Oliver Sacks, a dear colleague of mine at The New Yorker and in the world of medicine, was an inspiration to me and to countless physicians. A great deal will be said in the coming days about Oliver’s unique literary output—masterful books including “An Anthropologist on Mars,” “Awakenings,” and “The Man Who Mistook His Wife for a Hat.” But we should remember that he also embodied in his medical practice a kind of ideal approach—creative, sensitive, and large-hearted—to his many patients. He was an extraordinary and exemplary doctor.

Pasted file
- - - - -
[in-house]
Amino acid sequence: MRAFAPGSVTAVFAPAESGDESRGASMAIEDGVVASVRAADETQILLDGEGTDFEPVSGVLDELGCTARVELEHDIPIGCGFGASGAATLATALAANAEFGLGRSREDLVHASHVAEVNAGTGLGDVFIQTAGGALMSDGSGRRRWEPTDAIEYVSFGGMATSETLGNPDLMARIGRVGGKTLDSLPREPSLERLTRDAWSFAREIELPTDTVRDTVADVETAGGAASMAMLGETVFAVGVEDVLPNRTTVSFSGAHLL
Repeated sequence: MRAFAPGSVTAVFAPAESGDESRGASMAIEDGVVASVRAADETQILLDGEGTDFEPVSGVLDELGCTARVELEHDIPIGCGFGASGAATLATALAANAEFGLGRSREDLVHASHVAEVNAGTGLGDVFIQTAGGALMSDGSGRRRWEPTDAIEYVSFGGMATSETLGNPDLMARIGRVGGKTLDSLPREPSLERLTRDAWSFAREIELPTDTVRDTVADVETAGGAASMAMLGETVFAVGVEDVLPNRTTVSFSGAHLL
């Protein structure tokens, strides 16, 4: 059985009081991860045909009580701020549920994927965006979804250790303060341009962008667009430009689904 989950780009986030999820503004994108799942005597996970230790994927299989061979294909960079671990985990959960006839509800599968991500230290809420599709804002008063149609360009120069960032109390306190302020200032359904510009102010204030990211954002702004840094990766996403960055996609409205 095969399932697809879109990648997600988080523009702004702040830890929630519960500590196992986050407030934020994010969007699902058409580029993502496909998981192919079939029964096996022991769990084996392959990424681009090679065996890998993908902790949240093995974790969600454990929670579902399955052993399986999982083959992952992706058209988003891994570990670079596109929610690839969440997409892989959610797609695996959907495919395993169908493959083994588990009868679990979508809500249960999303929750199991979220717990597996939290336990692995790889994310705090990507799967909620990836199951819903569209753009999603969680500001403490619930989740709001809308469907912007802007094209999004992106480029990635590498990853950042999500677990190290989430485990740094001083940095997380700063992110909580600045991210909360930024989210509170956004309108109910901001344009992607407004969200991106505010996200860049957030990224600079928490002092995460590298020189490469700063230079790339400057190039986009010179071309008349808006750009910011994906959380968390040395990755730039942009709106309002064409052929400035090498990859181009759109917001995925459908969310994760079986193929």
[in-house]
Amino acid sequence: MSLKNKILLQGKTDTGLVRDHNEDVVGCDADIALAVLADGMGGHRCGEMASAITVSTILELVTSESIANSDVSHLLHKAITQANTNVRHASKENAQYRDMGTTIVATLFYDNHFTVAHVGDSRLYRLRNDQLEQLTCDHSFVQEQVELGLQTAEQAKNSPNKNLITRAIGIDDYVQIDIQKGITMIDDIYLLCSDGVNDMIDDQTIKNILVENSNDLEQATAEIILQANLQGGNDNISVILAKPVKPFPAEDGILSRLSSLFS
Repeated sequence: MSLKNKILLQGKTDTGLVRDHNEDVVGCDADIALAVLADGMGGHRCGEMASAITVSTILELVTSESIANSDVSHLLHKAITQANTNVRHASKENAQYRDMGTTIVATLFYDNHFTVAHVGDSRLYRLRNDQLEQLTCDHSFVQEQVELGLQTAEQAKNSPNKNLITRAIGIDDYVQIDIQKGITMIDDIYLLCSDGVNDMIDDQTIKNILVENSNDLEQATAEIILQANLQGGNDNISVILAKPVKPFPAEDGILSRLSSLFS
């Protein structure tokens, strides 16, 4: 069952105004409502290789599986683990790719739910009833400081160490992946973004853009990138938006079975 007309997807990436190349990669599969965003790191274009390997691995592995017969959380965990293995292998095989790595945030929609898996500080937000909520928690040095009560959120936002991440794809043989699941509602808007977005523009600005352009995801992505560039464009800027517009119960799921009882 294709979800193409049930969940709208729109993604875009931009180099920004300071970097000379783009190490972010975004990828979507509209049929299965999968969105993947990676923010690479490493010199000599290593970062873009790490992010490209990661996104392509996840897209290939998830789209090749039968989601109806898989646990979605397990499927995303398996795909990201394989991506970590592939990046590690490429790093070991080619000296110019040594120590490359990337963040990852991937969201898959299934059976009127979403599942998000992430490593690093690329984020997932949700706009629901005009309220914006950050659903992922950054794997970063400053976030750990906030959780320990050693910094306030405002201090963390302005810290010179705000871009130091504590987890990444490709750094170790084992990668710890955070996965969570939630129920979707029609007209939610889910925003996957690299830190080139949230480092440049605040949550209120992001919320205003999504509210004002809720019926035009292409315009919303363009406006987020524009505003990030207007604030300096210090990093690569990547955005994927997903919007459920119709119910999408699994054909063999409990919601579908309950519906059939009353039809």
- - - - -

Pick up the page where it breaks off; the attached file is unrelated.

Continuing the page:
Neurology is often depicted as a discipline of great detachment. Sacks, who was eighty-two when he died, trained in the field before the advent of the CT scan and the MRI. He learned to observe his patients in extreme detail, calling on his professional training and uncanny perception to make meticu...
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